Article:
Increased homicide victimization of suspects arrested for domestic assault: A 23-year follow-up of the Milwaukee Domestic Violence Experiment (MilDVE)
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To test for any long-term effects on the death rates of domestic assault suspects due to arresting them versus warning them at the scene.
The Milwaukee Domestic Violence Experiment (MilDVE) employed a randomized experimental design with over 98 % treatment as assigned. In 1987–88, 1,200 cases with 1,128 suspects were randomly assigned to arrest or a warning in a 2:1 ratio. Arrested suspects were generally handcuffed and taken to a police station for about 3 to 12 h. Warned suspects were left at liberty at the scene after police read aloud a scripted statement. Death records were obtained in 2012–13 from the Wisconsin Office of Vital Statistics and the Social Security Death Index, with the support of the Milwaukee Police Department.
In the first presenting case in which the 1,128 were identified as suspects, they were randomly assigned to arrest in 756 cases and to a warning in 372. No clear difference in death rates from all causes combined (d = 0.04) was ever evident between the groups, or for five of the six specific categories of cause of death. However, a clear difference in homicide victimizations of the suspects emerged between those arrested and those warned. At 23 years after enrolment, suspects assigned to arrest were almost three times more likely to have died of homicide (at 2.25 % of suspects) than suspects assigned to a warning (at 0.81 %), a small to moderate effect size (d = 0.39) with marginal significance (two-tailed p = 0.096; relative risk ratio = 2.79:1; 90 % CI = 1.0007 to 7.7696). Cox regressions controlling for suspects’ stakes in conformity (employment and marriage) show that homicide victimization for arrested suspects is three times that of warned suspects (p = 0.07), although no interactions are yet significant. Logistic regression with more covariates increases arrest effects on homicide to 3.2 times more than warnings (p = 0.06).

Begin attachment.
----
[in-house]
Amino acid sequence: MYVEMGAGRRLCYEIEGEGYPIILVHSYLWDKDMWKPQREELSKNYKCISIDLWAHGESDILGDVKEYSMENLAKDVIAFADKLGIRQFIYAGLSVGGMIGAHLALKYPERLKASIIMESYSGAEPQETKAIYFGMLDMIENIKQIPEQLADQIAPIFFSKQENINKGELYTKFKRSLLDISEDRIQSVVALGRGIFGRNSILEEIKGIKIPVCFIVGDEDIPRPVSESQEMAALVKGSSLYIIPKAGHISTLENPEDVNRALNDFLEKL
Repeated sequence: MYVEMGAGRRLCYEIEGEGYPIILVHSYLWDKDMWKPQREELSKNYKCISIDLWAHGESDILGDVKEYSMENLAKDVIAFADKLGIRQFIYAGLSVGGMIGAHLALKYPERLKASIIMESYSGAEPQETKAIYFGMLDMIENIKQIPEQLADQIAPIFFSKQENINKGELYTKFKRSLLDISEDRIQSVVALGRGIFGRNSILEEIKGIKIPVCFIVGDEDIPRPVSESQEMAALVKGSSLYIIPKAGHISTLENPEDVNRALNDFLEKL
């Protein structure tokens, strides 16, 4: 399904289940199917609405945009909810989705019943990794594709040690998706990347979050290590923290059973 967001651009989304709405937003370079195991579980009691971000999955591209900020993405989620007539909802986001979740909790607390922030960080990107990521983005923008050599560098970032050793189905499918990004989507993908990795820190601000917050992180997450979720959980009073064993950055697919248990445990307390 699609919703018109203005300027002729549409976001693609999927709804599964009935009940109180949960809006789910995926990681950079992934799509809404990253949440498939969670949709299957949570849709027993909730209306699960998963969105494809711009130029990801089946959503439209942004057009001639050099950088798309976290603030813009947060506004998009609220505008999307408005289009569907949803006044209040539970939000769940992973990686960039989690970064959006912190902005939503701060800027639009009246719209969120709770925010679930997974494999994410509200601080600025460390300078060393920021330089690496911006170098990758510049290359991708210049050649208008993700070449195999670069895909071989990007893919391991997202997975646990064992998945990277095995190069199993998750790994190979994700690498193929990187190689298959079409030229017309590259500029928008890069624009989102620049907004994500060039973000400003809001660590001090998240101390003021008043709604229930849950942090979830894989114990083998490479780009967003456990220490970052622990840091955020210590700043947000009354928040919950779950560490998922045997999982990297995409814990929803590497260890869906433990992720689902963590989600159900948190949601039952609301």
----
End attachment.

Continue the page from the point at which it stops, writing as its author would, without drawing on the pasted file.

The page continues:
Suspects randomly assigned to arrest died from homicide at a consistently higher rate than controls over a two-decade period, but the difference was not statistically discernible until the 22nd year after assignment. Long-term follow-up of randomized experiments is essential for detecting mortality differences that substantially affect cost–benefit analyses of criminal justice practices.
KeywordsArrest Domestic violence Policing Randomized experiment Mortality-defiance theory
We would like to thank Milwaukee Chief of Police Edward Flynn for his strong support of our data collection efforts; the late Police Chief Robert Ziarnik for his support of the original experiment; and David Mazeika and Brad Bartholomew for excellent research assistance. We also offer our appreciation for the excellent service provided to the followup data collection by Joyce Knapton at Wisconsin's Department of Health Services and Dan Polans and Carianne Yerkes of the Milwaukee Police Department.
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